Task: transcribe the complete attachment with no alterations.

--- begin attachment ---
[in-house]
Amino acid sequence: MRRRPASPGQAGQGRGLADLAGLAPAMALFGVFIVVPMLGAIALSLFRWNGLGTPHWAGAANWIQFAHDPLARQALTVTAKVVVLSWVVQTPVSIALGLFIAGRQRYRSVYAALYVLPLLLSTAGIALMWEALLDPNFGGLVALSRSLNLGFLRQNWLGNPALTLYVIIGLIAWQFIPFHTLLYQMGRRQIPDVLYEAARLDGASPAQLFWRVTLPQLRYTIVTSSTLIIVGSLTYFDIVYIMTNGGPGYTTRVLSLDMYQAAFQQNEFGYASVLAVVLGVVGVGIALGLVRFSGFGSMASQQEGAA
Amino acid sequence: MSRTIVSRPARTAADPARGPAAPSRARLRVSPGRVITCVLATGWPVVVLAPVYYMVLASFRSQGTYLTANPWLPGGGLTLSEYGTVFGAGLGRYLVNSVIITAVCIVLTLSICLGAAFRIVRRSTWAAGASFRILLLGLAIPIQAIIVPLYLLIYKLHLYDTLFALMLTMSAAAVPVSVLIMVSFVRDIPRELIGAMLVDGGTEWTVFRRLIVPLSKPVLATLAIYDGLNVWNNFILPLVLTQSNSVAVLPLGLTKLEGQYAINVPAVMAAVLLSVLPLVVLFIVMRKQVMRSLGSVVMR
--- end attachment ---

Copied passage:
[in-house]
Amino acid sequence: MRRRPASPGQAGQGRGLADLAGLAPAMALFGVFIVVPMLGAIALSLFRWNGLGTPHWAGAANWIQFAHDPLARQALTVTAKVVVLSWVVQTPVSIALGLFIAGRQRYRSVYAALYVLPLLLSTAGIALMWEALLDPNFGGLVALSRSLNLGFLRQNWLGNPALTLYVIIGLIAWQFIPFHTLLYQMGRRQIPDVLYEAARLDGASPAQLFWRVTLPQLRYTIVTSSTLIIVGSLTYFDIVYIMTNGGPGYTTRVLSLDMYQAAFQQNEFGYASVLAVVLGVVGVGIALGLVRFSGFGSMASQQEGAA
Amino acid sequence: MSRTIVSRPARTAADPARGPAAPSRARLRVSPGRVITCVLATGWPVVVLAPVYYMVLASFRSQGTYLTANPWLPGGGLTLSEYGTVFGAGLGRYLVNSVIITAVCIVLTLSICLGAAFRIVRRSTWAAGASFRILLLGLAIPIQAIIVPLYLLIYKLHLYDTLFALMLTMSAAAVPVSVLIMVSFVRDIPRELIGAMLVDGGTEWTVFRRLIVPLSKPVLATLAIYDGLNVWNNFILPLVLTQSNSVAVLPLGLTKLEGQYAINVPAVMAAVLLSVLPLVVLFIVMRKQVMRSLGSVVMR